Example 2.A solution Was prepared consisting of one gram of Additive A in 100 ml. of toluene. To several 450 ml. samples of the gasoline described in Table II, 4.5 ml. of alkaline water bottoms and various amounts of the Additive A toluene solution were added. Each sample was agitated in a Waring Blendor as described in Example 1. A stable water haze was formed in the gasoline. Most of the samples cleared within six hours, However, the water that separated out contained gasoline and various amounts of Additive A. Moreover, slight agitation (that which can be expected in the normal storage and transportation of gasoline) caused the formation of a stable water haze in the gasoline again.
It is thus seen that Additive A (an effective multipurpose additive) promotes the formation of a stable water haze in gasoline and thus a portion of the additive is lost from the gasoline by promoting an emulsion of Additive A and gasoline in water.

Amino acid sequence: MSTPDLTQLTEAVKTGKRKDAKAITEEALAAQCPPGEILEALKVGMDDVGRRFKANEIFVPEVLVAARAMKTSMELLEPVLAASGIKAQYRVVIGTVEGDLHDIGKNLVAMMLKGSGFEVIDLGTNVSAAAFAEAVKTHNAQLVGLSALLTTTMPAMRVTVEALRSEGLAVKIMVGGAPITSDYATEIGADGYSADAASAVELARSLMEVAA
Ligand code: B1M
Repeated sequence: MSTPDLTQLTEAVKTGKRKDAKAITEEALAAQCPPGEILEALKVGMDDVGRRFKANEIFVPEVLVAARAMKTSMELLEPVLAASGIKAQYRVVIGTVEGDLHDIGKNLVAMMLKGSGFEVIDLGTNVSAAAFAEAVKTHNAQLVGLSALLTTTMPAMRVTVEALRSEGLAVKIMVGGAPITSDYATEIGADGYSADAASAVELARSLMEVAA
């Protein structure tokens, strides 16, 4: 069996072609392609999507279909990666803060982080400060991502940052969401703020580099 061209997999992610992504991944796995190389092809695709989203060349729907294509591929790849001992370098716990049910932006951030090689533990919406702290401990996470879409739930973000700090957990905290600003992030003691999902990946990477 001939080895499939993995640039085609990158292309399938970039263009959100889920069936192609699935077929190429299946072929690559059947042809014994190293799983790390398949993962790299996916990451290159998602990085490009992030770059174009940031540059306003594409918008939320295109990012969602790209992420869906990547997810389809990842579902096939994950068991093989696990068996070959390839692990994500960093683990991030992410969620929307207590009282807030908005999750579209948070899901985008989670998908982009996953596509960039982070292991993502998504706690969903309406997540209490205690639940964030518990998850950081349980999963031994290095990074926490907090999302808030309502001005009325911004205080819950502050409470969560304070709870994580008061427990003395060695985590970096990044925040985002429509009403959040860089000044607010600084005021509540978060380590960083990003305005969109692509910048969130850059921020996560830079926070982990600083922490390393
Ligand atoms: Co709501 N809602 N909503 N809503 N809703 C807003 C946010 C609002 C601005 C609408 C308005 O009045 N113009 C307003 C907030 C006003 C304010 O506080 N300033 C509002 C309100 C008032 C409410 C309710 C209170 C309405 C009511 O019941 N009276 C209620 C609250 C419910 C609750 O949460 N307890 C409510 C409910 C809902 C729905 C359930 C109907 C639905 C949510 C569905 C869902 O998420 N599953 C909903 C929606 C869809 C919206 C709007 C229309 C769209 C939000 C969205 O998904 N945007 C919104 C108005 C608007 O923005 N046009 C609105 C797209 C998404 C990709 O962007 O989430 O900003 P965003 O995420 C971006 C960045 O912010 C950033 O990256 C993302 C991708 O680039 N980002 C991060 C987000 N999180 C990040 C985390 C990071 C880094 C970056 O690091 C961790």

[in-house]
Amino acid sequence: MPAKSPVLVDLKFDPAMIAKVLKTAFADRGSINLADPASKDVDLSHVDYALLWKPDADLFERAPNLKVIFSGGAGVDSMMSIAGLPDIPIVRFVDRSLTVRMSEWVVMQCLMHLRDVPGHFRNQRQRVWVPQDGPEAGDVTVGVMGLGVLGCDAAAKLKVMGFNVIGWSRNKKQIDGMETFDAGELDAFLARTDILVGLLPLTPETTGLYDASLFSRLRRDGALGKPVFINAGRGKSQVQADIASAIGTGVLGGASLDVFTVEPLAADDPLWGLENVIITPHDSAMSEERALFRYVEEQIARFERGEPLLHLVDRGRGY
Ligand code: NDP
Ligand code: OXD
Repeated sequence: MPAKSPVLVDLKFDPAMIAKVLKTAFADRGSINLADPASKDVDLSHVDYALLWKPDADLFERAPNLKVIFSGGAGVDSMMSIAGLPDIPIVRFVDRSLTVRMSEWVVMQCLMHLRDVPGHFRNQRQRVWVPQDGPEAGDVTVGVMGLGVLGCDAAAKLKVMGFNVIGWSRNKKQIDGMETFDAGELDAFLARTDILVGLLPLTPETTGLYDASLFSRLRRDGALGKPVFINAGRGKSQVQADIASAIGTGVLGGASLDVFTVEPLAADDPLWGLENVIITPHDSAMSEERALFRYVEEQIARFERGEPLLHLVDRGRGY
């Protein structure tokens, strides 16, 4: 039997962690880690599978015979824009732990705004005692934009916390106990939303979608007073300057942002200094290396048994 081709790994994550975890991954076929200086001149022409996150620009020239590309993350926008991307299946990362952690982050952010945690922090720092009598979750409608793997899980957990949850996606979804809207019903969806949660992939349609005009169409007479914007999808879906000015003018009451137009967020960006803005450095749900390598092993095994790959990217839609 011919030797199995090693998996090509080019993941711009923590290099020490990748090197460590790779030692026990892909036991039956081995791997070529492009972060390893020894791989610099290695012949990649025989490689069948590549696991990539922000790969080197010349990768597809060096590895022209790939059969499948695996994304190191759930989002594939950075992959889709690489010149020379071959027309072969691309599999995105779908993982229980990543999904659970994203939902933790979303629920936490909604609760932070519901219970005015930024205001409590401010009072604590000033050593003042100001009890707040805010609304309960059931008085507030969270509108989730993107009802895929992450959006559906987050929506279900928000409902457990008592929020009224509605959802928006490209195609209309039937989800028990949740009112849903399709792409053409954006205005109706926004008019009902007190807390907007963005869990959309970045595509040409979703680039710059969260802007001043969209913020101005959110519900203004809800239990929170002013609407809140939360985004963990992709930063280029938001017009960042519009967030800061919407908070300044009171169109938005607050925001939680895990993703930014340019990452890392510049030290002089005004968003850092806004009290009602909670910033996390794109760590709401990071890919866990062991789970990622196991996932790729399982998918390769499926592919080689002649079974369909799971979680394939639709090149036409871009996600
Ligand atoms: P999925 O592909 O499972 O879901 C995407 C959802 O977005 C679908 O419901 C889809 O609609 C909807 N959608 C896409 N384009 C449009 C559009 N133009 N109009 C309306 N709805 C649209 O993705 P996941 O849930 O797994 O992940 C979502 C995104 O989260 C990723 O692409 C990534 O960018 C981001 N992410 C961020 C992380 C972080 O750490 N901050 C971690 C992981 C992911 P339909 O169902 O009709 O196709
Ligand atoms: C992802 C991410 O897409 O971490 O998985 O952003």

Example 3.Samples were prepared comprising 45 0 ml. gasoline (Table II), 4.5 ml. alkaline water bottoms, Additive A (1.02 g./gal.), and Additive B (dodecylbenzene sulfonic acid-various concentrations in toluene solution). Each sample was agitated as in the tests described in the preceding examples. Most of the samples cleared within six hours, however, an emulsion of gasoline and Additive A in water remained at the interface of the gasoline and water phases. Moreover, as in Example 2, mild agitation formed another stable water haze in gasoline that was slow in disappearing. In short, Additive B used alone had little effect in promoting a complete separation of the gasoline and water.